People love statistics. They let us understanding the world beyond our own senses. USA Today publishes a daily Snapshot which presents a graph of random statistics. Sports talk and business analysis are dominated by statistics. We measure our progress, or lack thereof, and compare ourselves with others, based on statistics about our size, activities and accomplishments.
Comprehensive and accurate statistics are essential for planning. For example, predictions of the number of students local schools must accommodate, and the amount of parking supply required at a particular location, and research concerning how demographic and geographic factors affect travel demands, all require detailed demographic, geographic and economic statistics. Much of this information can only be collected feasibly by governments.
Unfortunately, many people take such statistics for granted – they want the information but fail to support the collection process. In a shocking act of ignorance, the U.S. House of Representatives voted 232 - 190 yesterday to eliminate all funding for the Census Bureau's American Community Survey (ACS), which replaced the U.S. Census long form, and approved an amendment to prohibit enforcement of the U.S. Census law. Similarly, the Canadian federal government is making the next long census form voluntary, and therefore useless.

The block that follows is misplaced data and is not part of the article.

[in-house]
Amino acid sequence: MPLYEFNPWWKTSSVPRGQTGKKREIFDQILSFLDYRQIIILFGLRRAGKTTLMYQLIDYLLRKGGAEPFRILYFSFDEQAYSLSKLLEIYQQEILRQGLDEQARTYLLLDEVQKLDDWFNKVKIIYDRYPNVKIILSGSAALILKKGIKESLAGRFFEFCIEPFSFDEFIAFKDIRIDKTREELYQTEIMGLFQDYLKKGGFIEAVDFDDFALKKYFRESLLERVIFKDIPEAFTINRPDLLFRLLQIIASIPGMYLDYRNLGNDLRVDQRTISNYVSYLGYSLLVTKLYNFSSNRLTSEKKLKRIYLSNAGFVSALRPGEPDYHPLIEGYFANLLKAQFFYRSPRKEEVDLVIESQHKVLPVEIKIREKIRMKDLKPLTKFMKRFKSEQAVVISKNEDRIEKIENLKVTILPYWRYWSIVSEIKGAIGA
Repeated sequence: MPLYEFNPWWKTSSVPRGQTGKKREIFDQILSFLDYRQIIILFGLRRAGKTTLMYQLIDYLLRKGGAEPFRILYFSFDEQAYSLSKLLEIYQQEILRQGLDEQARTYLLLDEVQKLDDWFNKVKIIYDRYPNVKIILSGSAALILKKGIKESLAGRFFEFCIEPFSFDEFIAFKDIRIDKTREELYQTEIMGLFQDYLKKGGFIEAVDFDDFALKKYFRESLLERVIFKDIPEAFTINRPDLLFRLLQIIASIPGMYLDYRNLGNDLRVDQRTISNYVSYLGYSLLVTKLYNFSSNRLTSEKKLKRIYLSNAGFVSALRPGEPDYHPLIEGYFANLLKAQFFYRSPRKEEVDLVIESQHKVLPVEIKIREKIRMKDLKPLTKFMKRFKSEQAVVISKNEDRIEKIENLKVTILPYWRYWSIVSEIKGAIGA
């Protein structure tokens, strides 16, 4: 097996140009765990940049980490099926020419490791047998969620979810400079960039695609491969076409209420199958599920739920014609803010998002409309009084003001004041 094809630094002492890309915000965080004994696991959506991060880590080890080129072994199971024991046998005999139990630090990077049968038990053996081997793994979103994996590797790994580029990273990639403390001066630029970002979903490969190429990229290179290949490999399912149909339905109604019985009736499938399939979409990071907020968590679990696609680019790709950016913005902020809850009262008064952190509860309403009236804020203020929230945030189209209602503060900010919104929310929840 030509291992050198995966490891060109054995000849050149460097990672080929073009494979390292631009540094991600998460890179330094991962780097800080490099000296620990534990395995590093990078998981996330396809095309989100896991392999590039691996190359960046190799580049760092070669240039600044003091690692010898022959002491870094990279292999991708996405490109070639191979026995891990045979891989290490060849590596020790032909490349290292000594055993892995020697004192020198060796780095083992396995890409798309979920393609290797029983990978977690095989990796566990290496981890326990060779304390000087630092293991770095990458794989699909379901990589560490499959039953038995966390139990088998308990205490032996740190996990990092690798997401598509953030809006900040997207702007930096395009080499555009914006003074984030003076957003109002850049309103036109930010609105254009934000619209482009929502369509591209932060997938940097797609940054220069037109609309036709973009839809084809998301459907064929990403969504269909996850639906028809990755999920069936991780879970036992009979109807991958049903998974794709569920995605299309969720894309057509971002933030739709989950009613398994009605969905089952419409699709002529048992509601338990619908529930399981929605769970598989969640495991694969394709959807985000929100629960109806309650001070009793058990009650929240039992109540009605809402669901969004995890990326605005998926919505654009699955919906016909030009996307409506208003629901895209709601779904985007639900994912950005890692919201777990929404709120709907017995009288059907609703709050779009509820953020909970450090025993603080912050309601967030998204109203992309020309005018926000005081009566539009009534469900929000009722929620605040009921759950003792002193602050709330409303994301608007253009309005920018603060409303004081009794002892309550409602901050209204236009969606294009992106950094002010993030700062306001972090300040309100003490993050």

These actions are apparently motivated by the belief that government is ineffective, but this argument is backward, and pardon my bluntness, stupid. As any business manager will attest, good decision-making requires good data. Investing in data collection improves government efficiency and service quality. Eliminating data collection promotes ignorance and waste.
For example, regional governments use travel models to predict how particular transport system changes will affect transport system performance. These models require data collected through travel surveys. Many regions now collect this information efficiently through American Community Survey add-ons, which is cheaper and facilitates comparisons with outer regions. Eliminating the ACS will force regional governments to spend more or use less accurate data. Similarly, detailed information on household size, age, employment, income, house size, vehicle ownership and physical ability allows local communities to adjust zoning code minimum parking requirements to reflect actual demands, which tends to reduce development costs. Much of this information comes from long-form Census data. Without this information, planning decisions become less responsive to residents' needs.
The U.S. was once a world leader in collecting planning statistics. The USDOT's Highway Statistics Series, and the Bureau of Transportation Statistic's Transportation Statistics Annual Report, provide decades of data on roadway supply and finance, vehicle ownership and use, traffic accidents, fuel consumption, and other useful data, for each state and many cities, in a consistent and easy to access format. Such data sets are invaluable for research and planning analysis - they are beautiful!